10. Besides, the submissions made on behalf of the Revenue that in view of the decision of the Apex Court in Rajesh Jhaveri Stock Brokers Pvt. Ltd., (supra), the Assessing Officer is entitled to reopen the Assessment for whatever reasons and the same cannot be subjected to jurisdictional review, is preposterous. First of all, taking out a word or sentence from the entire judgment, divorced from the context and relying upon it, is not permissible (see CIT v/s. Sun Engineering Works (P) Ltd., 198 ITR 297). It may be useful to reproduce the context in which the sentence in Rajesh Jhaveri Stock Brokers Pvt. Ltd., (supra) being relied upon by the Revenue to support its case, was made. The context, is as under:
“ The scope and effect of section 147 as substituted with effect from April 1, 1989, as also sections 148 to 152 are substantially different from the provisions as they stood prior to such substitutions. Under the old provisions of section 147, separate clauses (a) and (b) laid down the circumstances under which income escaping assessment for the past assessment years could be assessed or reassessed to confer jurisdiction under section 147(a) two conditions were required to be satisfied : firstly the Assessing Officer must have reason to believe that income, profits or gains chargeable to income tax have escaped assessment, and secondly he must also have reason to believe that such or failure on the material facts hese conditions cer could have d with section ence of only the first condition suffices.
Therefore, the sentence being relied upon was made in the context of the change in law that under the amended provision ‘reason to believe’ that in case of escaped assessment, is sufficient to reopen the assessment. This unlike the earlier provision of Section 147(a) of the Act which required two conditions i.e. failure to disclose fully and truly all facts necessary for assessment and reason to believe that income has escaped assessment. Thus, the observations being relied upon must be read in the context in which it was rendered. On so reading the submission, will not survive.
11. Further, a reading of the entire decision, it is clear that the reasonable belief on the basis of tangible material could be, prima facie, formed to conclude that income chargeable to tax has escaped assessment. Mr. Mohanty, learned Counsel is ignoring the fact that the words ‘whatever reasons’ is qualified by the words ‘having reasons to believe that income has escaped assessment’. The words whatever reasons only means any tangible material which would on application to the facts on record lead to reasonable belief that income chargeable to tax has escaped assessment. This material which forms the basis, is not restricted, but the material must lead to the formation of reason to believe that income chargeable to tax has escaped Assessment. Mere obtaining of material by itself does not result in reason to believe that income has escaped assesshat in para 16 of the ded., (supra), it is observeve’ would mean cause s of forming the belief However, the belief must be independently formed inthecontextof the material obtained that there is an escapement of income. Otherwise, no meaning is being given to the words ‘to believe’ as found in Section 147 of the Act. Therefore, the words ‘whatever reasons’ in Rajesh Jhaveri Stock Brokers Pvt. Ltd., (supra), only means whatever the material, the reasons recorded must indicate the reasons to believe that income has escaped assessment. This is so as reasons as recorded alone give the Assessing Officer power to reopen an assessment, if it reveals/ indicate, reasons to believe that income chargeable to tax has escaped assessment.
12. The re-opening of an Assessment is an exercise of extra-ordinary power on the part of the Assessing Officer, as it leads to unsettling the settled issue/assessments. Therefore, the reasons to believe have to be necessarily recorded in terms of Section 148 of the Act, before reopening notice, is issued. These reasons, must indicate the material (whatever reasons) which form the basis of reopening Assessment and its reasons which would evidence the linkage/ nexus to the conclusion that income chargeable to tax has escaped Assessment. This is a settled position as observed by the Supreme Court in S. Narayanappa v/s. CIT 63 ITR 219, that it is open to examine whether the reason to believe has rational connection with the formation of the belief. To the same effect, the Apex Court in ITO v/s. Lakhmani Merwal Das 103 ITR 437 had laid down that the reasons to believe must have rational connection with or relevant bearing on the formation of belief i.e. there must be a live link between material coming the notice of the Assessing Officer and the formation of belief regarding escapement of income. If the aforesaid requirement are not met, the Assessee is entitled to challenge the very act of reopening of Assessment and assuming jurisdiction on the part of the Assessing Officer.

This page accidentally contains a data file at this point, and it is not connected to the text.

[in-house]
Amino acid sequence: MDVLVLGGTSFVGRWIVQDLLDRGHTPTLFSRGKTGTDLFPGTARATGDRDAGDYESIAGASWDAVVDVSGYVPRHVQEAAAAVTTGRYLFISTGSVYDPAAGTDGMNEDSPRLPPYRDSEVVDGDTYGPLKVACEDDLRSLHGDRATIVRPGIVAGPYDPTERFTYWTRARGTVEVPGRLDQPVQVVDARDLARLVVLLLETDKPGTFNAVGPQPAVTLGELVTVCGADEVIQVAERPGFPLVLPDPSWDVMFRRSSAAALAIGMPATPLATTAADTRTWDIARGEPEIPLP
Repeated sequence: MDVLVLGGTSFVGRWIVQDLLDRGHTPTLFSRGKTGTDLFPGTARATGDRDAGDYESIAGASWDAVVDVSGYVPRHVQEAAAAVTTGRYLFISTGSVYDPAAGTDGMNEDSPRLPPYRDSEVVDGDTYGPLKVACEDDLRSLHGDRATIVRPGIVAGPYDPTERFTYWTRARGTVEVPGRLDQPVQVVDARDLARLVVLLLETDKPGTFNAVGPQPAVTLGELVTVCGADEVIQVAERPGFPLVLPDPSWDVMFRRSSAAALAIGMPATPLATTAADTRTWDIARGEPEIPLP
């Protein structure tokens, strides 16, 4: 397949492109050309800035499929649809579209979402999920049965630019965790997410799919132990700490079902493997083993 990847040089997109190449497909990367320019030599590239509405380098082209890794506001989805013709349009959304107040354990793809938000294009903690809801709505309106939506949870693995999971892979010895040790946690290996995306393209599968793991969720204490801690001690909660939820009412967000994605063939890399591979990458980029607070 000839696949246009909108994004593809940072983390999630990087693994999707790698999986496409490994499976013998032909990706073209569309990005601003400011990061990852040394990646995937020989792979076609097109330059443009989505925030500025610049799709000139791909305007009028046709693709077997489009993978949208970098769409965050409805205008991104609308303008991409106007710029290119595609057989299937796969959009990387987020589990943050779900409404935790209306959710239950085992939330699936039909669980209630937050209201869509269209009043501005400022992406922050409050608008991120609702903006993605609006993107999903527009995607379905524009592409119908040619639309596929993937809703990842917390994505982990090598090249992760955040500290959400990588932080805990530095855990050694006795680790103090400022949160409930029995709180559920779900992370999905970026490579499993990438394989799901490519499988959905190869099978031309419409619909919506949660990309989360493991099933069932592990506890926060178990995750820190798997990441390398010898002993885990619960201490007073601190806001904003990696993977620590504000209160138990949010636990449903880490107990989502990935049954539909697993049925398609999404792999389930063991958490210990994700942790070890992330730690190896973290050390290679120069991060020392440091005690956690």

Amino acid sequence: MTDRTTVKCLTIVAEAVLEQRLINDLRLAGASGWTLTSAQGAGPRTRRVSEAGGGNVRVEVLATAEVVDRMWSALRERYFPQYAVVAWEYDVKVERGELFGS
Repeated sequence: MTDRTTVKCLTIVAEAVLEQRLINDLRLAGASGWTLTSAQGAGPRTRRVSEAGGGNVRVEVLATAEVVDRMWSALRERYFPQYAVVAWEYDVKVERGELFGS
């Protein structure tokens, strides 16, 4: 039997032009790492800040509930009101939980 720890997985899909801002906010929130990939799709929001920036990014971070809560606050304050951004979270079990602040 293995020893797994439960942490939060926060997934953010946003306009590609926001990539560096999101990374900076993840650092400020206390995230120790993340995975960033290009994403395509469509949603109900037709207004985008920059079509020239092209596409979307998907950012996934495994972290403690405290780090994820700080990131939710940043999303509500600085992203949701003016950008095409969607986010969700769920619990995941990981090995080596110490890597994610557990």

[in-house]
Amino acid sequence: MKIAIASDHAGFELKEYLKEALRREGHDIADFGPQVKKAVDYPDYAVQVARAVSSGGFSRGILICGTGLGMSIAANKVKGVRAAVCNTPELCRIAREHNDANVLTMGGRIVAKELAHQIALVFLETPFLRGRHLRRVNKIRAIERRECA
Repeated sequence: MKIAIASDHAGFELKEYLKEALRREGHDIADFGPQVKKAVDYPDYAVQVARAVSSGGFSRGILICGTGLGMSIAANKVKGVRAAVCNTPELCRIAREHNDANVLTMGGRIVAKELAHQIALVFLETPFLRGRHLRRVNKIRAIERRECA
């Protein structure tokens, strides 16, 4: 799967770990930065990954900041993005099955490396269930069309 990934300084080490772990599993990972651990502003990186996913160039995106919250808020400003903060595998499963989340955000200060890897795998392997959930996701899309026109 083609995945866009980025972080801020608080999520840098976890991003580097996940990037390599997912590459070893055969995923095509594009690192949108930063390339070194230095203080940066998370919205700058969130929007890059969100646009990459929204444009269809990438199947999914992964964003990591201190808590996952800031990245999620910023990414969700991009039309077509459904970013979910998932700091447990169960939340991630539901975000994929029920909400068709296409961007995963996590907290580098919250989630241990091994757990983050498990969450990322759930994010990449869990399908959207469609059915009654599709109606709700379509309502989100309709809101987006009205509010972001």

13. In this case, the reasons as made available to the Respondent-Assessee as produced before the Tribunal merely indicates information received from the DIT (Investigation) about a particular entity, entering into suspicious transactions. However, that material is not further linked by any reason to come to the conclusion that the RespondentAssessee has indulged in any activity which could give rise to reason to believe on the part of the Assessing Officer that income chargeable to tax has escaped Assessment. It is for this reason that the recorded reasons even does not indicate the amount which according to the Assessing Officer, has escaped Assessment. This is an evidence of a fishing enquiry and not a reasonable belief that income chargeable to tax has escaped assessment.
14. Further, the reasons clearly shows that the Assessing Officer has not applied his mind to the information received by him from the DDIT (Inv.). The Assessing Officer has merely issued a reopening notice on the basis of intimation regarding reopening notice from the DDIT (Inv.) This is clearly in breach of the settled position in law that re-opening notice has to be issued by the Assessing Office on his own satisfaction and not on borrowed satisfaction.
15. Therefore, in the above facts, the view taken by the impugned order of the Tribunal cannot be found fault with. This view of the Tribunal is in accordance with the settled position in law.
16. Therefore, the question as framed does not give rise to any substantial question of law. Thus, not entertained.
17. Accordingly, Appeal dismissed. No order as to costs.